Women's issues cause tension for Foster, Senger
Democratic U.S. Rep. Bill Foster frequently says women's issues are among the things separating him from his Republican challenger in the 11th Congressional District race.
On Wednesday, during a candidate forum at Congregation Beth Shalom in Naperville, Foster reiterated that his challenger, state Rep. Darlene Senger, is not fully supportive of women's rights and has "spent her time in Springfield pushing clinic closings and mandatory ultrasound bills."
"I support a women's right to choose," he said. "I believe that Roe v. Wade is, and should remain, a matter of settled law."
Senger, meanwhile, said Democrats' "play card" is too often to get women to focus on social agendas and "that's wrong."
"I'm pro-life, OK? But I'm not going to Washington on a social agenda. And I do believe in contraceptives and think women should have contraceptives," she said.
Still, Senger said she supports the recent Supreme Court decision regarding Hobby Lobby, which said some companies with religious objections can avoid a contraceptives requirement that is part of the Affordable Care Act.
"Your religious rights are protected. I'm glad there's that check and balance in there," she said, adding that if it wasn't for Obamacare, the issue would have "never been brought up."
Foster disagreed, saying the ruling doesn't clarify where you draw the line. He questioned if, for example, an employee's blood transfusion shouldn't be paid for because the procedure is against the employer's religious beliefs.
"A large number of women use birth control not for contraception, but simply for good medical reasons and I don't believe that a boss's religious beliefs should allow him to say yes or no on that," he said.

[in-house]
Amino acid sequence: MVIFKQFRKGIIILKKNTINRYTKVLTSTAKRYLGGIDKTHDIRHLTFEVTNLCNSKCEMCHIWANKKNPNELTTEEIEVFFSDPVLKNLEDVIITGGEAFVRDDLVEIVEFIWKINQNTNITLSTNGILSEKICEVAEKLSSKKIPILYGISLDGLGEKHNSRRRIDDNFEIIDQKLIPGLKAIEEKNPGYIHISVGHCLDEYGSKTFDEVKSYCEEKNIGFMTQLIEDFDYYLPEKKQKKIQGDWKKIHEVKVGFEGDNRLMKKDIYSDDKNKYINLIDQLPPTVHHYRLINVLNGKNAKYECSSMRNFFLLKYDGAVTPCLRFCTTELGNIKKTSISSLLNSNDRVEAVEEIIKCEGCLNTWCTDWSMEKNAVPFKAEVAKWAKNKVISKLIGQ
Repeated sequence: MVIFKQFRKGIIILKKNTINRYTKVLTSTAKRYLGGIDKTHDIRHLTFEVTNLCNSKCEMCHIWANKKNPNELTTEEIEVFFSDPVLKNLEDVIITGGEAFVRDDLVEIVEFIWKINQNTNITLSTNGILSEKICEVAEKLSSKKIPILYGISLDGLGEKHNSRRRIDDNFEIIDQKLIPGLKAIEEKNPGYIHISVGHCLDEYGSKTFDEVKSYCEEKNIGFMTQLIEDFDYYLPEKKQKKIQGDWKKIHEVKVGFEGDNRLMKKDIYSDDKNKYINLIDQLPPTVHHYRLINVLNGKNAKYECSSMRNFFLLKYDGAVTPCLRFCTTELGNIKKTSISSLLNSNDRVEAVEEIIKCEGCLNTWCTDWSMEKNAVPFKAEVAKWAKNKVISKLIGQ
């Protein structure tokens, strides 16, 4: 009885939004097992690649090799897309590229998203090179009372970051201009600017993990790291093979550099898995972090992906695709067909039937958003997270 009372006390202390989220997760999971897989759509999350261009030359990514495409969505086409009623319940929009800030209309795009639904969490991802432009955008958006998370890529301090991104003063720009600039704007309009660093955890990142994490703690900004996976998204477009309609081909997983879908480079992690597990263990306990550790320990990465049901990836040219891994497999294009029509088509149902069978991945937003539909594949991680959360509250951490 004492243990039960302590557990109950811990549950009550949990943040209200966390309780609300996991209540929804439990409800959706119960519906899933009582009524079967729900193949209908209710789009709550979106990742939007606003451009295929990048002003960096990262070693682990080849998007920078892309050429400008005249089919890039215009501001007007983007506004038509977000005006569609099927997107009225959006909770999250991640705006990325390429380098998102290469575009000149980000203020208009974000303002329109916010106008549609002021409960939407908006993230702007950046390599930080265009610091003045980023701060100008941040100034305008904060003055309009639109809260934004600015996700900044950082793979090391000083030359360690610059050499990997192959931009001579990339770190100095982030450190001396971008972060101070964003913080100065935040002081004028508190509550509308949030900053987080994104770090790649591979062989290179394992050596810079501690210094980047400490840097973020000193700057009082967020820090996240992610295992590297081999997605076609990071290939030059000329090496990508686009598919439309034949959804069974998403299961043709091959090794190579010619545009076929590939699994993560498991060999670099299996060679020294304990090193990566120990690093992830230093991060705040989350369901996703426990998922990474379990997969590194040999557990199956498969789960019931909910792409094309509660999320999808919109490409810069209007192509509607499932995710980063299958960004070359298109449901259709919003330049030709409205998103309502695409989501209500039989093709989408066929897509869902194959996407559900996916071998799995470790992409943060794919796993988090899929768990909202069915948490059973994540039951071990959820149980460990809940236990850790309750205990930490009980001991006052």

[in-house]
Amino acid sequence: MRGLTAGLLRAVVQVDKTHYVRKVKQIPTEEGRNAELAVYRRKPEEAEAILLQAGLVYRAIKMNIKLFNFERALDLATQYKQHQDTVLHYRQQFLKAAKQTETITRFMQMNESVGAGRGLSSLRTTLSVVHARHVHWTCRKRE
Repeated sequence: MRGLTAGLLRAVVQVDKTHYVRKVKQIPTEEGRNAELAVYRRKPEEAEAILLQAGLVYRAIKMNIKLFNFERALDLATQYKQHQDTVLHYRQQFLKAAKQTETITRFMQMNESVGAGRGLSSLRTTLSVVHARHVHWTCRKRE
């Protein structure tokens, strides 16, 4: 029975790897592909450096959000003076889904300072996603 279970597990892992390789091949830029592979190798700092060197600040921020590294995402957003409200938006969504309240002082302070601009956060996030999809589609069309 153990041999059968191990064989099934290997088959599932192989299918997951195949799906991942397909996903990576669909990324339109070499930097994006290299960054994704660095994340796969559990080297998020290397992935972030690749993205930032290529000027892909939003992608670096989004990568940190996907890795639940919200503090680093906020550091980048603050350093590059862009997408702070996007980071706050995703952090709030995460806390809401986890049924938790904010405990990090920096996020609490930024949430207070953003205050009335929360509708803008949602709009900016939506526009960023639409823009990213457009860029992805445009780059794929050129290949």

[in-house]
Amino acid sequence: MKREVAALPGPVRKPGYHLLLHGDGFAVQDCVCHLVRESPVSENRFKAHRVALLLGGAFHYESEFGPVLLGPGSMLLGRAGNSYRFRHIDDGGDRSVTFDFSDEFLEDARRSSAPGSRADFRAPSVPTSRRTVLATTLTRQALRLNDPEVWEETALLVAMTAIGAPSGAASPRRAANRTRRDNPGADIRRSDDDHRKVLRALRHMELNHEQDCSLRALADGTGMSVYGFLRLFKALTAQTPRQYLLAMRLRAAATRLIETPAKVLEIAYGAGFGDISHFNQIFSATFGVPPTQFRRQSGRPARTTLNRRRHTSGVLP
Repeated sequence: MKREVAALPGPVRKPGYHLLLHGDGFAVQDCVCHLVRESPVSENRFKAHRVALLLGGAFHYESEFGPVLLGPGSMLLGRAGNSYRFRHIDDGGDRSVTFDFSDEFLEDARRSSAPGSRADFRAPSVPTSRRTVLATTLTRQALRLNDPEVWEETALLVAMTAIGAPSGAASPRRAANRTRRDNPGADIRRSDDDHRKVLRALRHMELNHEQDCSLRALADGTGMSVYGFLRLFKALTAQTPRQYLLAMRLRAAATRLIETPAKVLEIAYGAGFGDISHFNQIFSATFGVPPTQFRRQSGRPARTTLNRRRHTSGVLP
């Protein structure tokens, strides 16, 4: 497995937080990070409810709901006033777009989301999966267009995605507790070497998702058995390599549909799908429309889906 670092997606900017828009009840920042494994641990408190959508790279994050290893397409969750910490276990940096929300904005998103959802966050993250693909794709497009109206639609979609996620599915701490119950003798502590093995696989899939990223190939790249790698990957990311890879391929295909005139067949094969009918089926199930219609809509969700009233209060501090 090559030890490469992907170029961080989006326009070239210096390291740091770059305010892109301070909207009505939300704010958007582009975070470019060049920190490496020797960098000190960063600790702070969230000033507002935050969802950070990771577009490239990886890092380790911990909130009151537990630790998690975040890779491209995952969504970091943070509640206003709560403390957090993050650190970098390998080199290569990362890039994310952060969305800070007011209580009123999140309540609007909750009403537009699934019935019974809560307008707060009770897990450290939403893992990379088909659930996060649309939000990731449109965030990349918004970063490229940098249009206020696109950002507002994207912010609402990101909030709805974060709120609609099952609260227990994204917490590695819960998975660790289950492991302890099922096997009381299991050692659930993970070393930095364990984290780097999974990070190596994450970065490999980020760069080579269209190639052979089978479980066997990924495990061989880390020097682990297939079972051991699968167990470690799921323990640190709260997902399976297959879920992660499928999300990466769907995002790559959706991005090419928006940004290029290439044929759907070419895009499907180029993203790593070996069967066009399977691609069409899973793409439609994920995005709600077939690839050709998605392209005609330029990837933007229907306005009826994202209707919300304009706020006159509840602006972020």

He also brought up a protest led by the American Civil Liberties Union that occurred outside Senger's Naperville office because of her support for a bill that set new standards for abortion clinics.
"This is pretty far from the sort of cooperation and quiet debate that she's characterizing her Springfield performance as," he said.
But Senger explained why she supported the bill, which was called the Ambulatory Surgical Treatment Center Act. She said it took a look at clinics that were grandfathered since the 1970s that hadn't had a health inspection in years.
"Someone finally went into this clinic in Rockford, for the first time in years, and did an inspection and they immediately shut it down," she said. "There were blood stains on the ceilings ... I would never want anyone to go to a facility that dangerous, for anything."
Foster and Senger are Naperville residents. The 11th District covers parts of Cook, DuPage, Kane, Kendall and Will counties, including Aurora, Naperville, Bolingbrook, Burr Ridge and Joliet.